Donald Trump is still the unofficial Republican presidential nominee. It's not official until the party's convention in Cleveland. Ines Pohl looks at the chances he's stopped by the GOP establishment.
Technically, nothing stands in the way of Donald Trump being nominated as the Republican Party candidate for the presidency of the United States. Technically. So many people voted for the party-changing real estate mogul in the GOP primaries that he won enough delegates to become the party's nominee. And technically, delegates are obliged to uphold those primary results. And yet, the party could still make a last-minute rule change and nominate another candidate for the White House.
Here's how it could happen:
1. According to Republican Party rules, a committee of 112 participants convenes prior to the party convention. The group consists of one man and one woman from each state in the union, the District of Columbia, and five US territories. These committee members determine which rules will be used to officially nominate a candidate. If the majority of the committee decides to relieve delegates of their obligation to vote according to primary results, and thus "vote their conscience," then anything is possible. There is no higher authority that can override this decision.
2. If the committee can't reach a majority decision but 25 percent of committee members decide that delegates are not "bound" by primary results, the decision will be taken to the convention floor. At that point, the 2,472 delegates in attendance discuss and determine whether they will hold an "open convention." That would guarantee that the convention would become a free-for-all.
3. It all sounds easier than it is, because each state has its own voting rules for its delegates. That means that some delegates are still obliged to vote for Trump even if the party gives them a choice. Others are only bound to vote according to primary results in the first round of the nomination vote; thereafter they may vote as they like. That's actually pretty complicated and in a democratic-theoretical sense, rather dubious: Even most Americans don't understand the process.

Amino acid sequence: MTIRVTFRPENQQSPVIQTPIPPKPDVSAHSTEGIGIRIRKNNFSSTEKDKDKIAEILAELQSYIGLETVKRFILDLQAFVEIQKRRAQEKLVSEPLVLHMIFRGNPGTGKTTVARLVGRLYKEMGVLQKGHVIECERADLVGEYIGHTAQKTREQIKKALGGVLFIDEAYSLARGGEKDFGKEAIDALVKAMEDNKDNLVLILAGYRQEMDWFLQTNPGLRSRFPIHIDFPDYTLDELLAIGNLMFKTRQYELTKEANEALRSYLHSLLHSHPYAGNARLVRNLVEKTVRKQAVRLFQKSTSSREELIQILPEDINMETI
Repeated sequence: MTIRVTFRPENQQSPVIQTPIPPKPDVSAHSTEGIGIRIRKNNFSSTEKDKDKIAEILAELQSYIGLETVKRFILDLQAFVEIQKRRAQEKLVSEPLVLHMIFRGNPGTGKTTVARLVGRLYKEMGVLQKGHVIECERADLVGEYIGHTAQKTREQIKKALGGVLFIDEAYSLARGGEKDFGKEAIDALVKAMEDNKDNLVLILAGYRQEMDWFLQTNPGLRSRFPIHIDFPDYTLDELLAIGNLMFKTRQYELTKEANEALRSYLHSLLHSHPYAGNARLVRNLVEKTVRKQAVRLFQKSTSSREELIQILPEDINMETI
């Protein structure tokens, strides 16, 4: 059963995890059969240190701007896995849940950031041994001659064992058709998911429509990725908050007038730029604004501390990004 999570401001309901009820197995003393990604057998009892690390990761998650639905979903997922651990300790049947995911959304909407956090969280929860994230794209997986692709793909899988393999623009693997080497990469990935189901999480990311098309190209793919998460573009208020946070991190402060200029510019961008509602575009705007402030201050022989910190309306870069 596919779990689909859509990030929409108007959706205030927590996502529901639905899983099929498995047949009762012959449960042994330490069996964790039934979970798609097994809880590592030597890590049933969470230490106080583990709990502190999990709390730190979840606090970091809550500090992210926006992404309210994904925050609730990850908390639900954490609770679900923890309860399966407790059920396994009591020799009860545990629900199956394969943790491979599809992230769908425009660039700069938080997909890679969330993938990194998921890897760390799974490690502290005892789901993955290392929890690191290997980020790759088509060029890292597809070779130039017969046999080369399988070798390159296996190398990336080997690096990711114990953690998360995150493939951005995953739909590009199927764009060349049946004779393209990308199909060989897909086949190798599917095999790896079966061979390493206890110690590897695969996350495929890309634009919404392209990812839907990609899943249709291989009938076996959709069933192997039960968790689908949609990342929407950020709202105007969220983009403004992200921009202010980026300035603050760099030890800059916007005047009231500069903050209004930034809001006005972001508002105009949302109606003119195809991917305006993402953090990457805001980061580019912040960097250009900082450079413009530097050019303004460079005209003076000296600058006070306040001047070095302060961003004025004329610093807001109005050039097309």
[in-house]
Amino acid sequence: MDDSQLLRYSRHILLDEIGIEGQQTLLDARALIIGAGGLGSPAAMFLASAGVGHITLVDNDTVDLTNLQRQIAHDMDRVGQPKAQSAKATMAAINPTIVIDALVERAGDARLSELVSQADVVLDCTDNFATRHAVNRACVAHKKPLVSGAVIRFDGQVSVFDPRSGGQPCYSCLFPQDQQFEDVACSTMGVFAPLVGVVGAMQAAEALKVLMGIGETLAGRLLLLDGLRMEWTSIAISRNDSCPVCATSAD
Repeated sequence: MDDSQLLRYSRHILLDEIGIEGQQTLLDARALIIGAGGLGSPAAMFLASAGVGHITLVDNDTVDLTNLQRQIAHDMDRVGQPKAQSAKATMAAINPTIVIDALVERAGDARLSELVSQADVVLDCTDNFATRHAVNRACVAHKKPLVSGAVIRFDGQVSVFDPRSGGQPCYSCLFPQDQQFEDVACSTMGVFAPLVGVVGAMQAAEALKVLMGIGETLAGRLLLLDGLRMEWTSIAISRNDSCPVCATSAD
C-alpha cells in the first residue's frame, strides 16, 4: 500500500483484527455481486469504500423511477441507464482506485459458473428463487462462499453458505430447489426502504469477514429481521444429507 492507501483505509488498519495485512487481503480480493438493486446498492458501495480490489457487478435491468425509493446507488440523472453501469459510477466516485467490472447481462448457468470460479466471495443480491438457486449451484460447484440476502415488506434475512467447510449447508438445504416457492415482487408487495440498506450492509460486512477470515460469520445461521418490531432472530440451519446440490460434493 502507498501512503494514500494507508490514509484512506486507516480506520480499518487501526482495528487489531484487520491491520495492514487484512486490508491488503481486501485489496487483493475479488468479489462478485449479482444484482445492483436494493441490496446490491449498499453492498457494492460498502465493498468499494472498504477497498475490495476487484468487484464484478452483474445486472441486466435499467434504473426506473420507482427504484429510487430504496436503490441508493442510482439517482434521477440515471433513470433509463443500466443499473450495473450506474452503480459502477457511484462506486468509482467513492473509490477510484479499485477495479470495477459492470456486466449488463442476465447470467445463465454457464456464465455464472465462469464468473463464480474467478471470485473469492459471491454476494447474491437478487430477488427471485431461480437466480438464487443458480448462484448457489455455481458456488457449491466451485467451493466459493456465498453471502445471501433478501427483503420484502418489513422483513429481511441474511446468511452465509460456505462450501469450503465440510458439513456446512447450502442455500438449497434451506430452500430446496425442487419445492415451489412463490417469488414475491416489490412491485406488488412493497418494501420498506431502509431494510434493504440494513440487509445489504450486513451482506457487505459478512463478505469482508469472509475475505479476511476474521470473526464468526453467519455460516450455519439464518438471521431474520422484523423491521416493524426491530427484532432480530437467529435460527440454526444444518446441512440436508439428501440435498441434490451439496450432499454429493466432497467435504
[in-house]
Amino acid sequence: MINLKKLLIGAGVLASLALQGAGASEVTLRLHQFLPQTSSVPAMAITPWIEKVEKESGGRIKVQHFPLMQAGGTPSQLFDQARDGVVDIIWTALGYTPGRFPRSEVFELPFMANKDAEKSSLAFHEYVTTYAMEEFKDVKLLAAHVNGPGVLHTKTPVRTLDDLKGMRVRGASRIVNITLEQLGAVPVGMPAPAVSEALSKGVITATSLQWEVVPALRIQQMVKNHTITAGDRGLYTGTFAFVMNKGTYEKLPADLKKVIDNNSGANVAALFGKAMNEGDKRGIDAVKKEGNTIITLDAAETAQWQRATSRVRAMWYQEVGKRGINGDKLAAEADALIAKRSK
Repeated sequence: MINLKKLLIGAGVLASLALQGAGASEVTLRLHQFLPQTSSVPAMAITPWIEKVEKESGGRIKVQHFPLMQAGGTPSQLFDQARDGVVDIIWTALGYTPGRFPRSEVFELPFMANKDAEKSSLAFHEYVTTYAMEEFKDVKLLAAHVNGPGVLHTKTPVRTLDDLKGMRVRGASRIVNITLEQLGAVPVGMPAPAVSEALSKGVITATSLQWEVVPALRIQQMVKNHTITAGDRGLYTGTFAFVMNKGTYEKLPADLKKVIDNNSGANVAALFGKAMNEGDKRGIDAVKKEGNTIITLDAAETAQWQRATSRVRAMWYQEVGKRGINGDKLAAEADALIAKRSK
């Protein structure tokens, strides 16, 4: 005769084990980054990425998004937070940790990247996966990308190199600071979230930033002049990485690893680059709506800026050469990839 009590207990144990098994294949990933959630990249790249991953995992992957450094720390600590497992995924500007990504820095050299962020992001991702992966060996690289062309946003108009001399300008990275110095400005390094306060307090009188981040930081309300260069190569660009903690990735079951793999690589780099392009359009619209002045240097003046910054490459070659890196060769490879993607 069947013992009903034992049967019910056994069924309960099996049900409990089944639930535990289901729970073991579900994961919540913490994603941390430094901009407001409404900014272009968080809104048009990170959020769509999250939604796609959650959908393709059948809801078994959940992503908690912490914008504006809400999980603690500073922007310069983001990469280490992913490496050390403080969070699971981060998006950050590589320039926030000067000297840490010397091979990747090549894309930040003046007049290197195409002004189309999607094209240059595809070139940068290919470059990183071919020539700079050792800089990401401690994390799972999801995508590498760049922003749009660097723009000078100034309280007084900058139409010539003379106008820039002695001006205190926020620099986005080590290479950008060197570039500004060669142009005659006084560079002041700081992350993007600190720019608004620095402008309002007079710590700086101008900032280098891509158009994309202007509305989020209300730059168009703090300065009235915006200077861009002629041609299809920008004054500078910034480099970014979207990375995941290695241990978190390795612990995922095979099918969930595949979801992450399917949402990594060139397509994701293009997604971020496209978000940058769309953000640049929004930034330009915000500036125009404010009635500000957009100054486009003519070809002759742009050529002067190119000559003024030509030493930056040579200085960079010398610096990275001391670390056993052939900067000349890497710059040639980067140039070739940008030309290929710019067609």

4. According to current party rules, about 95 percent of delegates are obliged to vote for the candidate who won their election precinct in the primary. At the same time, it should be noted that delegates are appointed in a rather opaque process, and that they are very often members of the party establishment. And that establishment is having a very hard time accepting Donald Trump as the Republican Party's candidate.
The two biggest questions will be: Is there a promising alternative? And will officials be willing to risk an open rebellion within their own party in order to block Trump's nomination? Those who voted for Trump would naturally feel as if they had been taken for a ride if, after months of campaigning for one candidate in the primaries, the party suddenly chooses someone else.
But there will be plenty of other questions facing the 2,472 delegates who will gather at the Republican National Convention in Cleveland from July 18-21. The spectrum of political views within such a large group is naturally enormous. It runs the gamut from convinced anti-Trump delegates to staunch Trump supporters, and everything in between. Many of the delegates are also ambitious young political hopefuls themselves - could their future career considerations influence them? Are they willing to accept responsibility for casting such a risky vote against the will of a clear majority of primary voters? Or will they vote against Trump, regardless of the personal disadvantages, simply because in their eyes Trump hurts the party?
Many observers are looking toward the party conference and wondering how and when the Republican nightmare might end: Will Trump be ultimately denied the nomination? Or could his nomination damage the Republicans so badly that it leads to the party's downfall?
Shortly before the convention only one thing is certain: Anything's possible.